This past Wednesday, the West New York Board of Commissioners and Mayor Albio Sires approved the resolution to have the elected school board referendum placed on the November ballot.
A similar referendum was recently passed in Union City after a petition was introduced there by a group of local activists.
Following in the example of Union City, Bill Parkinson and some volunteers began their own petition for West New York, which was turned in Aug. 20. After being reviewed by the town clerk, the petition was found to have a number of discrepancies and was not going to pass. However, feeling it was important decision best left up to the people of West New York, Mayor Sires allowed the resolution to be submitted for approval.
"The whole petition was fraudulent because they had copied the Union City petition," said Mayor Sires. "In Union City it was done by ordinance. We never did this by ordinance, but I want the voters to choose."
"If I did not have enough legitimate signatures, it would bother me the way he went about it, but I respect what he's doing by putting in this resolution," said Parkinson, 48. "I'm really glad the mayor has seen the light to let the people decide."
The initial petition that was turned in on Aug. 20 had 956 signatures, which was over the required 943. However, after it was reviewed, Parkinson was told that 50 discrepancies had been found, including being 307 signatures short because some were not registered voters. Having been given five days to rectify the problem, Parkinson acquired 322 more, with a more updated list of voters, handing in a total of 1,278. Again he had later been informed that he was still about 24 short.
Then on Friday, Sept. 10, it was announced that the mayor would support the placement of a public referendum for an elected school board on the November ballot, believing it was important enough for the public to decide. The mayor also declared he would campaign vigorously in support of the current appointed board.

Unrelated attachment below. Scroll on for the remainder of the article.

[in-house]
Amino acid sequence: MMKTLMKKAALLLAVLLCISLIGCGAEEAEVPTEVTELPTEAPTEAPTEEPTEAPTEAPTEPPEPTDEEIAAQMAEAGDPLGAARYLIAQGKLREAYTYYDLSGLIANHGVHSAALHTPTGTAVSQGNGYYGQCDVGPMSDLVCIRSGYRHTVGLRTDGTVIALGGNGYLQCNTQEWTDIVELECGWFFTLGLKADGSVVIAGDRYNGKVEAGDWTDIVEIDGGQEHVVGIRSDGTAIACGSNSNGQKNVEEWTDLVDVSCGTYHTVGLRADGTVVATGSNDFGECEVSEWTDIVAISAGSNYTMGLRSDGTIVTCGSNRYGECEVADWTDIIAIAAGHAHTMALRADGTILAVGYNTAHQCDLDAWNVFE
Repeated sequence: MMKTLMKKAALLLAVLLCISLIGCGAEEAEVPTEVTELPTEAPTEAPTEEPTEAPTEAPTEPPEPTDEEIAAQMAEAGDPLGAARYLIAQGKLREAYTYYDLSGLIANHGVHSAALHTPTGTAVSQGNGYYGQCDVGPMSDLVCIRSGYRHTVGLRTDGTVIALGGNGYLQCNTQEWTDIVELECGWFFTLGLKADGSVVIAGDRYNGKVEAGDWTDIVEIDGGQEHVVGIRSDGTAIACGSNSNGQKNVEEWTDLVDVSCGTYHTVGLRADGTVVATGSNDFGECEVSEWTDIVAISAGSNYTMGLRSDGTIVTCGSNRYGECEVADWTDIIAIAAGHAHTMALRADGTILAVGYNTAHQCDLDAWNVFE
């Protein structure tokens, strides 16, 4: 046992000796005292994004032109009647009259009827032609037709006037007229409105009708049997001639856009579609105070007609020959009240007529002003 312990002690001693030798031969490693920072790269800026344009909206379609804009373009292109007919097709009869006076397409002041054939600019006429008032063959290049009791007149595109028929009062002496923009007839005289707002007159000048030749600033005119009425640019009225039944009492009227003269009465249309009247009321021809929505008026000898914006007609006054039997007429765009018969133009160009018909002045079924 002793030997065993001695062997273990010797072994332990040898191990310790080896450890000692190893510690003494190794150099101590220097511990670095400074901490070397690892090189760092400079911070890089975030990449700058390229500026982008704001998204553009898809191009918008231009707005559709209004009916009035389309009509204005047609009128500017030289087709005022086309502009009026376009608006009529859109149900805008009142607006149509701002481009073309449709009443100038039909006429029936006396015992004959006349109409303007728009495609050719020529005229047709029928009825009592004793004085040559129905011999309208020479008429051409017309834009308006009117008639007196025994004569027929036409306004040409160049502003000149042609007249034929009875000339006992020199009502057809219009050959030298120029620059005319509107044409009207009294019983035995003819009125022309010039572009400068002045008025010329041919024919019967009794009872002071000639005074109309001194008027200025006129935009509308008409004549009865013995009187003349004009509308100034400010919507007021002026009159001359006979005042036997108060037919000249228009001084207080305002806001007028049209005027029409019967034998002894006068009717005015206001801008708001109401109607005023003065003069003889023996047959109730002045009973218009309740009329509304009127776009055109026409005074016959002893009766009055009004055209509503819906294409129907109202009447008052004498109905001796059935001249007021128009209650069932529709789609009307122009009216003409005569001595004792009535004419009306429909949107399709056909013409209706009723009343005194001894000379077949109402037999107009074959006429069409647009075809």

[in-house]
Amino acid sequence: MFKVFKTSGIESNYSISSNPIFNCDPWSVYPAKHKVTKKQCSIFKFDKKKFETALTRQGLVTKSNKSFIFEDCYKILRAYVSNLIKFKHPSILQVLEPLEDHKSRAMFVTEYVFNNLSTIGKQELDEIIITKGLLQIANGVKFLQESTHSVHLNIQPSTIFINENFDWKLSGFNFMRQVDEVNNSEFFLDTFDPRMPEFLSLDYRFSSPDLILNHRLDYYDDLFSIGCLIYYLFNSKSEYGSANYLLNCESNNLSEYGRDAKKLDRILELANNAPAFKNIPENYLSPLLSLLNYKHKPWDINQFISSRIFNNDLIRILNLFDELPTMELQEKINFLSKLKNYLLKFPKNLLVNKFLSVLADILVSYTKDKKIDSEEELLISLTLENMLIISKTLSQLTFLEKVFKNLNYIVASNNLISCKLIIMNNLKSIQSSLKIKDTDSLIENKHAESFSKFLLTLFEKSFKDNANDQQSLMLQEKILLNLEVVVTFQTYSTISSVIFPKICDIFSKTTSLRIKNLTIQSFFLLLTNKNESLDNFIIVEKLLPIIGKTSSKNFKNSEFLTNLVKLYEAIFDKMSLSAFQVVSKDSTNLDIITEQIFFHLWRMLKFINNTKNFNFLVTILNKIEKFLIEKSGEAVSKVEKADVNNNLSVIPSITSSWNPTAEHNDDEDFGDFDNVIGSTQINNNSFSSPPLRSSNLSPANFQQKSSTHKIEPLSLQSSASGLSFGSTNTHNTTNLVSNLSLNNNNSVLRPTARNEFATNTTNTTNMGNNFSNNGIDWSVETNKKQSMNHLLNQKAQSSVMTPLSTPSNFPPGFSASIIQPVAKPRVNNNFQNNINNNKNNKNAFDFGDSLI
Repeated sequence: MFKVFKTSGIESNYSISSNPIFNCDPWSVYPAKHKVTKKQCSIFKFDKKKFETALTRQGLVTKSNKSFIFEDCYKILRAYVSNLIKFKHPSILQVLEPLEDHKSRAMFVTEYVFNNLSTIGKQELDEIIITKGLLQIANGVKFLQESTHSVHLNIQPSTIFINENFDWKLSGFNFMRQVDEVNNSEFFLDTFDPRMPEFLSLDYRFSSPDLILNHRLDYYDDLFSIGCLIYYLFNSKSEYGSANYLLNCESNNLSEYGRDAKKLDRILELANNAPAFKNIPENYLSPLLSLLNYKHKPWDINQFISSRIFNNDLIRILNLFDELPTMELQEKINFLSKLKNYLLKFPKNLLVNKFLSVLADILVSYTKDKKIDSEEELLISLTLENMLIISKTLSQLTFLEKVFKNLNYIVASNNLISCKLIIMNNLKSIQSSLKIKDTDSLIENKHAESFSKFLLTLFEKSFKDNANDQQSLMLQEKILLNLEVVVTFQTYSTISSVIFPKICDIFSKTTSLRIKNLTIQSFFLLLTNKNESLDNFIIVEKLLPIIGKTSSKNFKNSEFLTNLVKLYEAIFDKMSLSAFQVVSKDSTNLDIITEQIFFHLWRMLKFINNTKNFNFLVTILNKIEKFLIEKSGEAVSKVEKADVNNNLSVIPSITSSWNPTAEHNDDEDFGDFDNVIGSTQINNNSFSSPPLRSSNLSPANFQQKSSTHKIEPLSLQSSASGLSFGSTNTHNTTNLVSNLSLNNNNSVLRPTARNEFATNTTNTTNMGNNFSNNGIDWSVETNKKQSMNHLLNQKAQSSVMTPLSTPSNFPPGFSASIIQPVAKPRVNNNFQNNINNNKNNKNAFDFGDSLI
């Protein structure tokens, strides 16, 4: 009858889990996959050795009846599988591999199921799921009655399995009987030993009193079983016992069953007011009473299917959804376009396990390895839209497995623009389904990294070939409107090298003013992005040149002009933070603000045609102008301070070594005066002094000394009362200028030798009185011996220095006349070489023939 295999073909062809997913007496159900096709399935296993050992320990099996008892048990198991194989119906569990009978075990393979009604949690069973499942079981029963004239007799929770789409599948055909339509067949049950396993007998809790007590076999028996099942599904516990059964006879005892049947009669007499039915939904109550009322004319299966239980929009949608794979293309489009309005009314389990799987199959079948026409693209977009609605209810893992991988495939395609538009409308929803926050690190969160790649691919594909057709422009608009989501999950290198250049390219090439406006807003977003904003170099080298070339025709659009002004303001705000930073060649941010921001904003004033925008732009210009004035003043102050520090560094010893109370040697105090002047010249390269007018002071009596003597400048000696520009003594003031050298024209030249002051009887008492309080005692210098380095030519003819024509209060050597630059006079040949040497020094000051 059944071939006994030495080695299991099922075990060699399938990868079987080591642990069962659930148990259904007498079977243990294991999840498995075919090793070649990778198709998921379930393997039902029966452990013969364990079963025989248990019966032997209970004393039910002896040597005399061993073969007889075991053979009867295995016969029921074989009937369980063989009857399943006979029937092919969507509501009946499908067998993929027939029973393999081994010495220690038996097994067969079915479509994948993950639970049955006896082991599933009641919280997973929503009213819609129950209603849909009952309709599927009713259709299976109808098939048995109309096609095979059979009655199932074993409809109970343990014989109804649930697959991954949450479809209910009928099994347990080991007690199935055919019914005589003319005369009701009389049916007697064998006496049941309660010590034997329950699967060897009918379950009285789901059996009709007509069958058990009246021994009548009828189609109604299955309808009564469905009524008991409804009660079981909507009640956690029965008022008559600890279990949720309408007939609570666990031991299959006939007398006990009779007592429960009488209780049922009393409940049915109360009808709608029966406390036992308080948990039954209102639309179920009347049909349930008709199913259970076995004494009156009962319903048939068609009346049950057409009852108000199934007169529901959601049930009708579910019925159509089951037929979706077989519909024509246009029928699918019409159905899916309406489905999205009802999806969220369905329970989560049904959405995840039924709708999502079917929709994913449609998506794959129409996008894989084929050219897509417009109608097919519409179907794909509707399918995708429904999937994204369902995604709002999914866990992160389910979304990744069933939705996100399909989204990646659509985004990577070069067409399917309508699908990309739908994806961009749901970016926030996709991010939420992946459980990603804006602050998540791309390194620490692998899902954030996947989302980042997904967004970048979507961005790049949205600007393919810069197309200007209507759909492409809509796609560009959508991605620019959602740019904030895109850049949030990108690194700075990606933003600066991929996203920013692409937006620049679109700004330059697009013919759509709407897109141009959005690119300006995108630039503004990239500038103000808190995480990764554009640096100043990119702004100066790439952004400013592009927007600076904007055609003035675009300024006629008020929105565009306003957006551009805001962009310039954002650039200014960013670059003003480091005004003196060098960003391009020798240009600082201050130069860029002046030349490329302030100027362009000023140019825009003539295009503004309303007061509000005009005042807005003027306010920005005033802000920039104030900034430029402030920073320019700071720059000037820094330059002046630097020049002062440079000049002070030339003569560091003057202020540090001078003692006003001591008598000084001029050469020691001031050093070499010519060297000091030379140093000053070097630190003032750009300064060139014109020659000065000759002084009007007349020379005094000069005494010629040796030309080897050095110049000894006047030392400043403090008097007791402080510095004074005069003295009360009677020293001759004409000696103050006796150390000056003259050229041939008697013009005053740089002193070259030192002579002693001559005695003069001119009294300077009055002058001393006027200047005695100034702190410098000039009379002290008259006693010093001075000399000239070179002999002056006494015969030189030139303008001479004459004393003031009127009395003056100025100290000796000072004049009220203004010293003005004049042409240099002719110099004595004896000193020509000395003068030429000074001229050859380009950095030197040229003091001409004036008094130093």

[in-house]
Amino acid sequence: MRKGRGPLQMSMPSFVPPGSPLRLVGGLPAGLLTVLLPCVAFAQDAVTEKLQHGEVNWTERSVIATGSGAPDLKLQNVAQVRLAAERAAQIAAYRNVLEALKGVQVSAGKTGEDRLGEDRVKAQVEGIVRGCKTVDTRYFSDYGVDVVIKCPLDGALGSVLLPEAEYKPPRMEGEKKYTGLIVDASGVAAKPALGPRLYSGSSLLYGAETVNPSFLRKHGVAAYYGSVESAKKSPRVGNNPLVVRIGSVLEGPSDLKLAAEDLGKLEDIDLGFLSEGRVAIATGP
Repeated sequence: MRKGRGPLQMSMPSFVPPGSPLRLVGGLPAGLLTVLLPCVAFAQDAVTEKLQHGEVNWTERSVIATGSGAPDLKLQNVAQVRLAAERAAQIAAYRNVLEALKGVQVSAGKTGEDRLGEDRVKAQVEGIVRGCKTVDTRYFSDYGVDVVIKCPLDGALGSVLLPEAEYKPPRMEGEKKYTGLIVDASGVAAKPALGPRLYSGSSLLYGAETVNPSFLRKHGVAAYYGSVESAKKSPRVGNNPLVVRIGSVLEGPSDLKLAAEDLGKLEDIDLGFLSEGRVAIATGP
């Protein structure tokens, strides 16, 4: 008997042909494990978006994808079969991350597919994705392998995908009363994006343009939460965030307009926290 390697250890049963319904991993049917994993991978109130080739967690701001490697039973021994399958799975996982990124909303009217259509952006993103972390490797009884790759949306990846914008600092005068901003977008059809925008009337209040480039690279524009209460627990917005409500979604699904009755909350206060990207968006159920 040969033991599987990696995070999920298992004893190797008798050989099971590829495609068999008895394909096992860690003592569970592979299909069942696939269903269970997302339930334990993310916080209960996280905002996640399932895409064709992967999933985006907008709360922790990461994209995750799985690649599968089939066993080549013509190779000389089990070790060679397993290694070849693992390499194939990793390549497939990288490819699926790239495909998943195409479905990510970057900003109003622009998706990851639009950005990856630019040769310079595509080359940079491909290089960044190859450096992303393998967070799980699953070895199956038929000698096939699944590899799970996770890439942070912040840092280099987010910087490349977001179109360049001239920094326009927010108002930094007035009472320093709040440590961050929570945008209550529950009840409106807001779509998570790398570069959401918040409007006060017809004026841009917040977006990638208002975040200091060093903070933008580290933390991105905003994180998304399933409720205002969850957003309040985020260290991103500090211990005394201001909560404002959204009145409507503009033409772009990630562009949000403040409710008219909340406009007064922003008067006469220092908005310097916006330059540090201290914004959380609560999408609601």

"When I led the opposition to the former town administration, I never involved our school system in town politics, and I feel the same way today," said Mayor Sires. "However, I feel this issue is important enough that we should allow the voters to make their own decision."
Despite things not going as planned, Parkinson is pleased to see the people of West New York have been given the right to choose.
"I don't feel I failed in any way, despite the town saying I didn't have enough signatures because the mayor has stated it's important enough," said Parkinson.
Mayor Sires believes in the current appointed school board, and commended them for the job they do, even pointing out that recently New York City had switched to an appointed school board.
"I am very proud of this district," said Mayor Sires. "I'm very proud of the job the board is doing."
West New York has been ranked one of the top Abbott Districts in the state, and with the recent Middle School opening, over 2,000 residents came to visit the school on Saturday, Sept. 11, for an open house.
"They loved it, everyone was happy with it, and they said to keep doing a good job," said Mayor Sires. "This is all a political agenda here."
If the elected school board passes on the November ballot, elections for the positions will be held in April.